|Bryan to himself: I kind of miss drumming.|
This review is about Damien Chazelle’s Whiplash, but before that, two sentences from the novel Percival Everett by Virgil Russell by Percival Everett:
That I then, you then, I now, could imagine such hell was hell enough. (213)
I could be writing you could be writing me could be writing you. (216).
I mention these lines from Everett’s very postmodernist text because this blurring of the lines between subject and object, between creator and created, between teacher and student, is at the heart of Chazelle’s film. And yet, Whiplash arrives at this hyphen without the appearance of either gimmick or contrivance, which is what separates it from both Inarritu’s Birdman and Linklater’s Boyhood.
Not only have Oscar ballots been cast but they have been announced. This conversation is old. Birdman won. And fans of every other film, but mostly Boyhood, have tweeted and blogged the ending of the world in accordance with such awful tragedy.
However, what was lost in immediate reaction was how both Birdman and Boyhood, despite their differences, are so similar. The former was quite postmodernist in all of its middle aged reflecting upon reflection and its insistence upon the power of the artist to transcend everything. And the latter was an attempt at realism, resisting the idea of the heroic epic for the ordinary moments of lived story. One flirted with death. The other was rather bloodless. And yet, both insisted on the power of art and relied on the
gimmick art of their production: Inarritu created the illusion of one long
tracking shot and Linklater resisted the construction of a climax for twelve
long years. These films are not that different, and neither, for the most part,
is Whiplash, except that Chazelle’s
effort is the only one of the three that really seems to transcend generational
points of view.
|Bryan to himself: Maybe not so much.|
Boyhood is an adolescent work and therefore cannot articulate itself with words and thoughts. Therefore, it aims to show. Birdman is about a middle-aged man who has outgrown action and therefore is left with nothing but words and thoughts and contemplation. And yet, both Mason and Riggan hate their critics. The former resists the instruction of his overbearing high school art teacher, and the latter revolts rather stupidly against a New York play critic. Both therefore are in search of something more real. Both are in search of something beyond words and criticism and theory. And both films suggest that they find it on their own terms. And yet, neither quite captures the act of creating something terrible in its beauty quite like Whiplash.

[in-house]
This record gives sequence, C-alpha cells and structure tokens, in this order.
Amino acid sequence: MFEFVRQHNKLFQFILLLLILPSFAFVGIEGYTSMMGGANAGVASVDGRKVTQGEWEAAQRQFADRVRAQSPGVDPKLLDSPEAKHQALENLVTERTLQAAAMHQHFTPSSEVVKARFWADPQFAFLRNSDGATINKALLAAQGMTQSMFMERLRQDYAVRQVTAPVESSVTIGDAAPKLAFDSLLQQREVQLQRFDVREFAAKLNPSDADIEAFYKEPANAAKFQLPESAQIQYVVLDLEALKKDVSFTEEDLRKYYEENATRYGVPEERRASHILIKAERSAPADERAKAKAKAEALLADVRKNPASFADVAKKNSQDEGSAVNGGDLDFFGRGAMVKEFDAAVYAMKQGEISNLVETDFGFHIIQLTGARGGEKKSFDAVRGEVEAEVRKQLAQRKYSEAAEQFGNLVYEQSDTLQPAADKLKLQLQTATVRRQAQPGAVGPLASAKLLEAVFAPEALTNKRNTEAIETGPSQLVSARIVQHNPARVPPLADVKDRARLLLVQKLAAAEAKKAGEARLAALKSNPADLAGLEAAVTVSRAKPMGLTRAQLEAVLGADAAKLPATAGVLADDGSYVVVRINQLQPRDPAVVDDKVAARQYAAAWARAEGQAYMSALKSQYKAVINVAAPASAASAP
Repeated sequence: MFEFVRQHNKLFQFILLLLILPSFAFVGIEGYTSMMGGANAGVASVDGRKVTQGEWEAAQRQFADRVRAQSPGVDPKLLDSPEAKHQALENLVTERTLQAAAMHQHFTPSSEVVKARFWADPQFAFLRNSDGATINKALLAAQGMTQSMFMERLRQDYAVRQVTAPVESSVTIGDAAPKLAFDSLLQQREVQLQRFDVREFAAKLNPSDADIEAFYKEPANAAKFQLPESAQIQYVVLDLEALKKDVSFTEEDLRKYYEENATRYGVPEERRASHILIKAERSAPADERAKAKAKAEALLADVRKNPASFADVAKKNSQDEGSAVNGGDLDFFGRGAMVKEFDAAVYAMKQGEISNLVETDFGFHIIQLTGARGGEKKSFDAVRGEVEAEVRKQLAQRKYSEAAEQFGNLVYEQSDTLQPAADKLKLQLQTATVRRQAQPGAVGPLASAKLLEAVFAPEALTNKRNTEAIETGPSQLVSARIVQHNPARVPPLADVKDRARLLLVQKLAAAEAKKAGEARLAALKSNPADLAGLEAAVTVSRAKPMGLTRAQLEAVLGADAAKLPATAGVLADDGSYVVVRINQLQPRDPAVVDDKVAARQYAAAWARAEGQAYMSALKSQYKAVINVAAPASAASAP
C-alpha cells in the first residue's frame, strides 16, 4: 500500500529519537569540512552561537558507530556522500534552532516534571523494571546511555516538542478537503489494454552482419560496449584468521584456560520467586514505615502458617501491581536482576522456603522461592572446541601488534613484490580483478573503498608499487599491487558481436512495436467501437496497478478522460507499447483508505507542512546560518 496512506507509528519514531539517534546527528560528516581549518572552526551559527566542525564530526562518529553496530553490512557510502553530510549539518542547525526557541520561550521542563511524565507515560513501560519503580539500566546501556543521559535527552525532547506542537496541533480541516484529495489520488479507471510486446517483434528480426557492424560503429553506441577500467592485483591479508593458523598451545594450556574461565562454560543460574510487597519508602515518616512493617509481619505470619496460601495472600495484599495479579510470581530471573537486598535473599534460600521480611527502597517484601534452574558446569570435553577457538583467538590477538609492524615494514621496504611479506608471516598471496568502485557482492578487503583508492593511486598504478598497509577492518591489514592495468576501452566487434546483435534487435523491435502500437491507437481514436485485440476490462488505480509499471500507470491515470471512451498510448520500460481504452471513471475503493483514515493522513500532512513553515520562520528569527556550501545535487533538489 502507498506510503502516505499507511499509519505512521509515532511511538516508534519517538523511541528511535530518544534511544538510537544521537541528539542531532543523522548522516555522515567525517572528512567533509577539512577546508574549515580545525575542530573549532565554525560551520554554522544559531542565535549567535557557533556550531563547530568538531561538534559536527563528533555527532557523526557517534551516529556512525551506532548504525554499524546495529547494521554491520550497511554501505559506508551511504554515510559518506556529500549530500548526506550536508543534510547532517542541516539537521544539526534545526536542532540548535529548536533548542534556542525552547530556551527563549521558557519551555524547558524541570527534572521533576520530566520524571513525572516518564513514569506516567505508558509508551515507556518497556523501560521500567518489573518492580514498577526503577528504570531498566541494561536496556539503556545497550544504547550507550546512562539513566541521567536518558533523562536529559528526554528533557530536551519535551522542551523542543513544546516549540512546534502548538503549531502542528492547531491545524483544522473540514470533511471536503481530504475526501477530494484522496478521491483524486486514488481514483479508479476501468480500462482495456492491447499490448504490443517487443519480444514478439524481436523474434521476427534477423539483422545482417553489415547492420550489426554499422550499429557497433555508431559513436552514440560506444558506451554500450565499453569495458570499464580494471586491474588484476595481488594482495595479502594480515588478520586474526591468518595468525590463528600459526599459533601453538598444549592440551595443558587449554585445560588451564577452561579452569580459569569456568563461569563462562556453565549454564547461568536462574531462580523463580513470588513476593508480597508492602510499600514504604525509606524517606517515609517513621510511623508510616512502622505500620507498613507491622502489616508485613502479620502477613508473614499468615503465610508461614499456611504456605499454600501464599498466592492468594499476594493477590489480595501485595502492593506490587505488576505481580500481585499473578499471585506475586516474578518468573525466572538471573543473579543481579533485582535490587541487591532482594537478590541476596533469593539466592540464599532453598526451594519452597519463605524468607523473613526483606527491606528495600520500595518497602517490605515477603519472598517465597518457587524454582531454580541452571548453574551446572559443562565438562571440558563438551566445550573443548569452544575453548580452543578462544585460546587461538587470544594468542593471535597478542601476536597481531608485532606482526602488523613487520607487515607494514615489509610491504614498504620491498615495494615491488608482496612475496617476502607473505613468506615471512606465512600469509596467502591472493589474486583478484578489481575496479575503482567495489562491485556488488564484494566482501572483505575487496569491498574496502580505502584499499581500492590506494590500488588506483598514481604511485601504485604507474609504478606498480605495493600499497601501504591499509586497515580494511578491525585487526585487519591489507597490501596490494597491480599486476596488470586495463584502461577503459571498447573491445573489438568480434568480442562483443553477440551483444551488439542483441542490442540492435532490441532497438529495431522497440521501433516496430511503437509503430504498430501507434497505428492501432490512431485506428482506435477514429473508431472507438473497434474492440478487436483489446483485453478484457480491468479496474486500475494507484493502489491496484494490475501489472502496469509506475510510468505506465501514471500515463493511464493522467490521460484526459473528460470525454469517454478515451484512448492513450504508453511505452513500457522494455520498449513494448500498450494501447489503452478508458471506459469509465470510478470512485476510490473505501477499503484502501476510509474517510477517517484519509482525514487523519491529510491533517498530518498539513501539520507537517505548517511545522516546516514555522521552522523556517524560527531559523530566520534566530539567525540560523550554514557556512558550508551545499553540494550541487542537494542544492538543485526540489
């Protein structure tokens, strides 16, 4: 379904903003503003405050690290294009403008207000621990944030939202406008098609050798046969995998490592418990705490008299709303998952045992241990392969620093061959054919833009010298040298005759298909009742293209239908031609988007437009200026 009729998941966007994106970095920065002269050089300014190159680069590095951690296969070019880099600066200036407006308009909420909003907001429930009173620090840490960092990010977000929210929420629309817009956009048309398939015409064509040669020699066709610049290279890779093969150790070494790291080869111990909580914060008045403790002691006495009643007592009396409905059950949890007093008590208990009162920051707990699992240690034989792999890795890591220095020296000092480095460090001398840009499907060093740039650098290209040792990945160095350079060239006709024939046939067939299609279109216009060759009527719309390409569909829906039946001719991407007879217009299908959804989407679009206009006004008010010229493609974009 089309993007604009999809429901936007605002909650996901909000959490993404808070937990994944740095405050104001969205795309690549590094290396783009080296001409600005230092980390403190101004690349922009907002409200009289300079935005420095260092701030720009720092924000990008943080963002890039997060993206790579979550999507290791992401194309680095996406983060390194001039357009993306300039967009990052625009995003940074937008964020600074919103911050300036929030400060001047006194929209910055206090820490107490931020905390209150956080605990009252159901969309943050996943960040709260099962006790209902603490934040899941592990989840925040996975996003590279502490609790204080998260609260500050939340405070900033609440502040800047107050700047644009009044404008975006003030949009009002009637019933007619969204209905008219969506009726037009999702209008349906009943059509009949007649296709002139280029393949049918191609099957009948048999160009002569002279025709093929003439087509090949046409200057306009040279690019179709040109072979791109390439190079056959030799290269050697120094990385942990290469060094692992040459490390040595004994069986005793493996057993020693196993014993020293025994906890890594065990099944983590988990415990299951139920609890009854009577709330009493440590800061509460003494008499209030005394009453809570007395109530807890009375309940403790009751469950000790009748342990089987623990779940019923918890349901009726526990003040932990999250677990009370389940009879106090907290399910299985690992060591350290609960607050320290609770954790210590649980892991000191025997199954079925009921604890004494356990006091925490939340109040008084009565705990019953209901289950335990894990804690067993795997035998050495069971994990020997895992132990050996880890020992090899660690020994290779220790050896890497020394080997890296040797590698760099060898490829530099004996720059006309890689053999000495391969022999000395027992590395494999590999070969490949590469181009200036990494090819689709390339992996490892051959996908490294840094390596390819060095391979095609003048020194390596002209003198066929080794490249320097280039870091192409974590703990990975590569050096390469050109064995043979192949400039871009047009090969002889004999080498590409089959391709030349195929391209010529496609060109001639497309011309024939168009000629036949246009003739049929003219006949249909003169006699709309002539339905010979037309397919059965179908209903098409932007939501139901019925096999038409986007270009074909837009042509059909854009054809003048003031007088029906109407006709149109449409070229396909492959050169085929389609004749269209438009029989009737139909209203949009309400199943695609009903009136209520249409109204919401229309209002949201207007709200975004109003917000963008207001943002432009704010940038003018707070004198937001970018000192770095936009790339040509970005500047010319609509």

Throughout Chazelle’s film, the conflict revolves around to what extent does Andrew Neimann (Miles Teller) want to be a great jazz drummer. Does he desire it? Or, is he driven to become it? In essence, the issue is about whether or not he can forgo his own identity and become what Fletcher (J.K.Simmons) envisions as the perfect drummer. In other words, at issue is the same question present in both Birdman and Boyhood. And yet, in Whiplash, unlike in Boyhood, real doubt and suspense exists over whether such an act is even possible. After all, in Boyhood, there is never any real doubt as to whether Mason will cross the threshold that separates childhood from young adulthood. Never. Not once. And, in Whiplash, unlike in Boyhood, the film is never quite so aware of its transformative processes, except through the actions of its characters.
Every move made by Fletcher is an act of manipulation. He composes not only music but human lives, and if they cannot live up to his artful vision, then so be it. He is not after mediocrity. He is after perfection. This pursuit demands endurance, and so he rids the world of imposters. He is the critic supreme. He is a monster. And yet, he, too, is an artist. He paints this narrative with the blood of his musicians.
And, therefore, Andrew’s transcendence is an act of sacrifice, which makes his journey much more like Birdman’s Riggan than Boyhood’s Mason. Both of these individuals must abandon themselves. However, Riggan’s abandonment of self removes him from both his responsibilities in life and in the theater, while Andrew’s loss of self abandons him to the stage. It is fitting, then, that he turns away from his earthly father and towards the teacher who has broken him into a machine.
|Bryan to himself: I am SO glad I was a terrible drummer.|
For much of the film, these two individuals wrestle for control. “Not my tempo.” “Are you dragging?” “Are you rushing?” “Not my tempo.” “Not my tempo.” Fist in the air. Fist in the air. Blood on the sticks. Blood on the drums. Fist. Blood. Fist. Blood. The creator and the created. It is no stretch to suggest that the marks on Andrew’s hands are
stigmata stick-mata. And the result of the
teacher’s demands and the student’s sacrifice is the spirit of jazz, that
pounding rhythm of the blood that rises when the two are possessed by the same
tempo, when the two possess each other.
And yet, this image is horrifying in its beauty. As my wife and I watched, she yelled in the film’s final frames, “No! Andrew! Don’t give back control!” And this film is about control. It battles over it constantly and then compromises through the convergence of two bodies.
Bryan Harvey can be followed @LawnChairBoys.